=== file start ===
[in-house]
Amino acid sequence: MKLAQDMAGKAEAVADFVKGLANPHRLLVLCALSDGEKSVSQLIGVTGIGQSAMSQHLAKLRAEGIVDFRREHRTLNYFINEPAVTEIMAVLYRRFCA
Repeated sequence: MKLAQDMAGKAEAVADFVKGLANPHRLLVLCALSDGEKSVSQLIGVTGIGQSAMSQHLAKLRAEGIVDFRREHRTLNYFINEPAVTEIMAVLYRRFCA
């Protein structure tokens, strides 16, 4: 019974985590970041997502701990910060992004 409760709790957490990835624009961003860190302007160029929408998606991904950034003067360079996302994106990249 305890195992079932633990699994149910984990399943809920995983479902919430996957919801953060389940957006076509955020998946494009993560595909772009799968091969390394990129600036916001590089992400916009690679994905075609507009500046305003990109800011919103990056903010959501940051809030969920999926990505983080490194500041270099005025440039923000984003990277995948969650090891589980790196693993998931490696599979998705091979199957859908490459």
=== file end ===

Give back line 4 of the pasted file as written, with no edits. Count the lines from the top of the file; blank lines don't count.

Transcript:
């Protein structure tokens, strides 16, 4: 019974985590970041997502701990910060992004 409760709790957490990835624009961003860190302007160029929408998606991904950034003067360079996302994106990249 305890195992079932633990699994149910984990399943809920995983479902919430996957919801953060389940957006076509955020998946494009993560595909772009799968091969390394990129600036916001590089992400916009690679994905075609507009500046305003990109800011919103990056903010959501940051809030969920999926990505983080490194500041270099005025440039923000984003990277995948969650090891589980790196693993998931490696599979998705091979199957859908490459």